Along with two cousins, Jimmy Swaggart (later the famous televangelist) and Mickey Gilley (later a country music singer and nightclub proprietor), he began exploring the sonic possibilities of the instrument. (They all learned on the same piano.) He was influenced by the sounds emanating from Haney's Big House, a Black juke joint owned by his rich uncle Lee (who consequently may have allowed the underage Lewis the run of the place). Sometimes he said hillbilly pianist Moon Mullican was his biggest influence.
Other times he said Moon Mullican couldn't "influence a toilet."
His family was not so poor that they did not have a radio — Lewis heard Hank Williams, Gene Autry and Jimmie Rodgers, and could play back what he heard instantly. (Much later, he'd say there were only four originals in American pop music: Williams, Rodgers, Al Jolson and the Killer himself. "I'm a stylist," he'd growl. "I never copied nobody.")
Lewis learned to play by ear and sponged up influences while managing to never sound like anyone other than himself. He assimilated ragtime and honky tonk, Louis Jordan, Sister Rosetta Tharpe, Artie Shaw and Hoagy Carmichael. He was performing in public by the time he was 14; by the time he was married he was established as a performer in clubs in and around Ferriday and Natchez. When he was 16 he cut his first record for Cosimo Matassa in New Orleans.
Nothing came of that, so his mother arranged to pack him off to the Southwest Bible Institute in Waxahachie, Texas, where he could use his gift in service of the Lord. (Some sources contend Lewis was developing a parallel career as a burglar and petty thief during this period; Tosches recounts a story about him and a confederate stealing a .45 revolver but being let off with probation on account of their "tender years.") When Lewis hammered out a boogie-woogie version of "My God Is Real" at a school assembly, he got expelled for playing worldly music. So it was back to the clubs, and to Nashville to try out for the Grand Ole Opry, which turned him down because he had already applied to the rival Louisiana Hayride in Shreveport. (There he auditioned for Slim Whitman, who'd been the major star of the Hayride before Elvis Presley showed up. Lewis recorded a couple of tracks for Whitman, who listened to the acetate, then handed it to the kid saying, "Don't call me, I'll call you.")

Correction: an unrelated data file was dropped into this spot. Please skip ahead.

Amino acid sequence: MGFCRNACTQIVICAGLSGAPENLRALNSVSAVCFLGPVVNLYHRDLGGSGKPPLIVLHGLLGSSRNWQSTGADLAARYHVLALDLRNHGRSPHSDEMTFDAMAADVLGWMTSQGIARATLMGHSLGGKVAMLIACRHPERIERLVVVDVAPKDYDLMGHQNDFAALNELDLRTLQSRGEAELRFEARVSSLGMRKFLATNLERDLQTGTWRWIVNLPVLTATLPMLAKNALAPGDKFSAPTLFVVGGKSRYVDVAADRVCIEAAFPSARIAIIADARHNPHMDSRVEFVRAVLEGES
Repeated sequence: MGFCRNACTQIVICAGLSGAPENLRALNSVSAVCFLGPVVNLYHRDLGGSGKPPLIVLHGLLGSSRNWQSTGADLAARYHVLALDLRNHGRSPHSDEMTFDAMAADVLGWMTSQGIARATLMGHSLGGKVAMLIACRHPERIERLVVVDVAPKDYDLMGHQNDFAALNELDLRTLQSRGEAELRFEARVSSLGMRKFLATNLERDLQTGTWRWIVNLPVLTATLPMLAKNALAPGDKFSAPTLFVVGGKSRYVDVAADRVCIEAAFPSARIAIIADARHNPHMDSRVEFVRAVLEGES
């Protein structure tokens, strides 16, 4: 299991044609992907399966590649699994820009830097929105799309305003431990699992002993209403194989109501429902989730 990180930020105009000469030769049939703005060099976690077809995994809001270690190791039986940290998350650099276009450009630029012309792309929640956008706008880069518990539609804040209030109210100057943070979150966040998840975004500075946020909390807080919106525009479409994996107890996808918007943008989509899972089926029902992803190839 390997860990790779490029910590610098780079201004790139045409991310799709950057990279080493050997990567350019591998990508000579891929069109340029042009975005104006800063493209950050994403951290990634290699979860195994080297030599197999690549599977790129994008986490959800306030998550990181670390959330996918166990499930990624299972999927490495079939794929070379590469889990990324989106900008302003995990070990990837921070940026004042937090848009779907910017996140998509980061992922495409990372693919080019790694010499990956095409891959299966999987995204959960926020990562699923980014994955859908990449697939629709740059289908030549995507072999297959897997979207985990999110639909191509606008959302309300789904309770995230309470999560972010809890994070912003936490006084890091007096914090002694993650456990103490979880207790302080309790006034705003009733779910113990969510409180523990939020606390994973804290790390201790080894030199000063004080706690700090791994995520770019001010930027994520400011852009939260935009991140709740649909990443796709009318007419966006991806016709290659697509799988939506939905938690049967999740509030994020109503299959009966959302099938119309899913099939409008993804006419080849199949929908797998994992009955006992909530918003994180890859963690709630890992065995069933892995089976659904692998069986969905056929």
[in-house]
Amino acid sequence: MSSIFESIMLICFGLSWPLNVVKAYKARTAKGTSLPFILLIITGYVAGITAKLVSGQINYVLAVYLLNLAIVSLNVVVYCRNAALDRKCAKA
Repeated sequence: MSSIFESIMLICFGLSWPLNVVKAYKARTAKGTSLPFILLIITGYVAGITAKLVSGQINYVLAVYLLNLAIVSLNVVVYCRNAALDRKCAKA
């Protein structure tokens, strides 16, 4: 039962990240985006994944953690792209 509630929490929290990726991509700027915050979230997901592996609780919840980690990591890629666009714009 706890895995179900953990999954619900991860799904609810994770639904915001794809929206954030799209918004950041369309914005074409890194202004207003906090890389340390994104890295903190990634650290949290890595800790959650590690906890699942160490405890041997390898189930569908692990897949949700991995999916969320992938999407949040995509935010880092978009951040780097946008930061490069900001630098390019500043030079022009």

In November 1956, with the financial help of his long-suffering parents, he headed to Memphis to audition for Sun Records. Sam Phillips wasn't there when he showed up, but Jack Clement signed him as a solo artist and session musician. That's Lewis playing piano on Billy Lee Riley's "Flying Saucers Rock' n' Roll" and Carl Perkins' "Matchbox."
He broke big in 1957, with "Whole Lotta Shakin' Goin' On," a cover of a Big Maybelle hit (though Lewis apparently always thought it was Big Mama Thornton singing, which would have rhymed his career with Elvis Presley's cover of "Hound Dog") and "Great Balls of Fire," which went to No. 2 on the Billboard pop charts (Debbie Reynolds' "Tammy" kept it out of the top spot), No. 3 on the R&B charts and No. 1 on the country charts. Warner Bros. put Lewis, Perkins, Fats Domino, Buddy Knox and Dick Clark in a teensploitation rock movie called "Jamboree!," which featured a fairly subdued performance from Lewis but further raised his profile.
His third hit, "Breathless," followed the formula of the first two without quite attaining the heights. Still, it might be the epitome of Lewis' art, and while the legend that it inspired Jean-Luc Godard to make his groundbreaking film "A bout de souffle" (better known in this country as "Breathless") is probably apocryphal, it's one of those stories that ought to be true. He had three Top 10 hits in 1958, just as Elvis was going into the Army.
Jerry Lee Lewis was set to be the next big thing.